This is why what parties call themselves does not really matter; what matters instead is their agenda and the issue positions they endorse as well as how the changes in the agenda correlate with the evolving public support base. Janda does make multiple passing references to the subject, like when he addresses the correlation between the anti-segregation policy of the Democratic Party in the 1960s and white Southerners turning Republican as a result. However, in the chapter on ideology, he shifts his focus to the issue of self-identification among the Democrats and the Republicans without paying attention to other aspects of the subject. This is truly a pity, for it would have been interesting to see how the changes in public support base for both parties correlate with the evolution of their respective political platforms.
Chapter 11 summarizes the results of social cleavage analysis conducted in chapters 4 through 9. Janda makes a conclusion that despite the changed social base of both parties, the Democratic Party still appeals to larger sectors of the population than the Republican Party, whose voters are still largely white Protestant [1: 131].
This chapter also provides a chance to reflect on opportunities missed by the author, including different uses of quantitative methods. The book abounds in mathematics, but it is all quite simple. In the meantime, the material downright calls for application of statistical methods, like multiple regression, for example—especially considering Janda's extensive expertise in their usage. For some reason, he opted not to do that. Then again, it is in his right to choose the methodology that, in his opinion, fits his purposes best.
In Chapter 12 the author allows himself a bit of moralizing based on George Washington's admonitions of "the danger of parties in the state". As Janda puts it, there was a time when political agendas were something that made parties distinctive. Now, however, the distinction lies in social composition of parties, which gives analysts reason to draw comparisons with tribes. Janda's appeal to voters is not to vote according to "tribal" logic, but follow the model of "responsible party management" instead by trying to understand candidates’ policy positions [1: 143]. It is indeed a noble call, but most likely a futile one.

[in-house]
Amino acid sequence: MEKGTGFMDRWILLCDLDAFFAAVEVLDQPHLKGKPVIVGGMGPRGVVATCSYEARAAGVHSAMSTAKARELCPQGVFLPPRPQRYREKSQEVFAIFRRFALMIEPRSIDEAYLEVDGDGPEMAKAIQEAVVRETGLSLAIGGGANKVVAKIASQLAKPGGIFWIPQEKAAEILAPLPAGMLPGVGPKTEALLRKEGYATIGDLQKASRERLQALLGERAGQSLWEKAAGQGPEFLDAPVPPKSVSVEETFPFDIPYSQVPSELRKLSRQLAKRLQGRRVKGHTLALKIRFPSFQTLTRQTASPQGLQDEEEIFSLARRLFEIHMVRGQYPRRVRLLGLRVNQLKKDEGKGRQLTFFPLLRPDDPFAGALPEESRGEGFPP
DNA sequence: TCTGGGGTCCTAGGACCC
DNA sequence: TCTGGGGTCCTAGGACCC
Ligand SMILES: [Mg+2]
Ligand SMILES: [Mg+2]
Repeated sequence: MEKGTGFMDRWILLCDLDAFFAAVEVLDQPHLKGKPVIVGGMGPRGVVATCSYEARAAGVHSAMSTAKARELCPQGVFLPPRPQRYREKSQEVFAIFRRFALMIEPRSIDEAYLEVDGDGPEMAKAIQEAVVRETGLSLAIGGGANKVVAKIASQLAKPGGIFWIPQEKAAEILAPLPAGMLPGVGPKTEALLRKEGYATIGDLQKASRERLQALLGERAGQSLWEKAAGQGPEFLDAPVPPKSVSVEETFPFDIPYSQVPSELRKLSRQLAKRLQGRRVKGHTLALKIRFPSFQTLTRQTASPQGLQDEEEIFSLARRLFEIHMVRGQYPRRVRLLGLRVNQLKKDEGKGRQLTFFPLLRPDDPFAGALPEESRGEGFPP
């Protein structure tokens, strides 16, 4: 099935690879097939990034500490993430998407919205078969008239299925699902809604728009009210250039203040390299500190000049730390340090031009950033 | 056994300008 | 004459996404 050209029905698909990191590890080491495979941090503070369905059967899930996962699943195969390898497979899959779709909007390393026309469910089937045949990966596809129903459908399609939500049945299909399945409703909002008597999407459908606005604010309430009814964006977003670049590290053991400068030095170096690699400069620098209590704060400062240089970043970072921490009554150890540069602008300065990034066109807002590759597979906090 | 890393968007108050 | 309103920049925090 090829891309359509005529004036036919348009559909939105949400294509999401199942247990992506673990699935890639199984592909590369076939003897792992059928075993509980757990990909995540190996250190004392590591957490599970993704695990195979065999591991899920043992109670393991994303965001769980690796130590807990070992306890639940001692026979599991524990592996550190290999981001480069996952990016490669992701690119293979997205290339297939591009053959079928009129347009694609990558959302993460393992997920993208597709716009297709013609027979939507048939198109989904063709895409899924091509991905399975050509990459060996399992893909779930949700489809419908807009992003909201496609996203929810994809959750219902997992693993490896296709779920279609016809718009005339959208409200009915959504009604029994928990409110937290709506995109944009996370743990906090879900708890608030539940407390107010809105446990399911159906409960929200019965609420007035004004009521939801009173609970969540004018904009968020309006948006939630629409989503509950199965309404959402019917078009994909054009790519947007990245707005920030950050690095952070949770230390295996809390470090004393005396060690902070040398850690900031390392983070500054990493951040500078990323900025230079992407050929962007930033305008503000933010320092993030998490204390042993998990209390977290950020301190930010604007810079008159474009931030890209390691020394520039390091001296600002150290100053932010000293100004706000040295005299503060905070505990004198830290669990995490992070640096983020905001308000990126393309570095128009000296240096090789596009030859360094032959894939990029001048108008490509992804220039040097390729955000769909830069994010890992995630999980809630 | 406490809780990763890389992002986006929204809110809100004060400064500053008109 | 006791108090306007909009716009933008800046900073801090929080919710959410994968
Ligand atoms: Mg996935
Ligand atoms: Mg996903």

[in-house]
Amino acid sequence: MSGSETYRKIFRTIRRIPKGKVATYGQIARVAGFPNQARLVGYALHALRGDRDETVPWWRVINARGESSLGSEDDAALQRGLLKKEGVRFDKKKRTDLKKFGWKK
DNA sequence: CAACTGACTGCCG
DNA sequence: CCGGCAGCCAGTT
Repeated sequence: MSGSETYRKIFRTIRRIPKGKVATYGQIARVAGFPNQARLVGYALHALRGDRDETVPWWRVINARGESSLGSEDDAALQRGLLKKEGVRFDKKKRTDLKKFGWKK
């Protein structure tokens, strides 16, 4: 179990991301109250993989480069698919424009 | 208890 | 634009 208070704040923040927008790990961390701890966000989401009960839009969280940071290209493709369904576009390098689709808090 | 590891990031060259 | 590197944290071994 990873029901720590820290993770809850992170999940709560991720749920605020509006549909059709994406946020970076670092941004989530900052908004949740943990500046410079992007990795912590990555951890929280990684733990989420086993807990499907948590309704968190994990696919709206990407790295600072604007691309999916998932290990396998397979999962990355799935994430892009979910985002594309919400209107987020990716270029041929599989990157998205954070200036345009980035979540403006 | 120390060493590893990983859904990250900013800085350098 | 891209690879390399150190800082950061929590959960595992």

Chapter 13 describes the Donald Trump phenomenon, whom Janda considers not so much a conservative, but a reactionary [Janda 2021: 148]. He notes that in both 2016 and 2020, Trump appealed to the dwindling white Evangelical segment of the electorate. However, while it helped him win in 2016, it certainly did not in 2020 [1: 150]. This happens to outline one of the reasons for the growing schism between the two major parties in the US — it is inevitable in a situation where one of the participants in the dialogue "cocoons" and encapsulates himself by looking to the past instead of the future.
His attitude towards Trump is where Janda steps out of his role as an impartial arbitrator and declares a position. Debating the slogan "Make America Great Again," Janda wonders when America "had been greater": "Was it greater before the 1952 Supreme Court decision that ended school desegregation? … Before the 1964 Civil Rights Act that guaranteed voting to Blacks in southern states and banned discrimination in public accommodations and employment based on race, color, religion, and sex? … Before the 1965 Medicare and Medicaid legislation that provide health care to older and poorer citizens? … Before the Clean Air Act of 1970 and the Clean Water Act of 1972 that reduced pollution in our air and water? Before the 1990 Americans with Disabilities Act? … Trump is ten years younger than I am. How had I missed seeing America’s apex of greatness?" [1: 151]. Then he answers his own questions: "Trump was harkening back to the early 1950s, when whites made up 90 percent of the electorate… "Make America Great Again" was akin to saying, "Return a White Man to the White House,"… when the United States was a white Christian nation" [1: 152].
For all the criticisms one can make about the book, it is still a fine example of how mathematical calculations can go hand in hand with personal recollections, which in their own turn act as illustrations to the hypotheses and add certain charm to the book.
Received 12.10.2021, revision received 23.11.2021.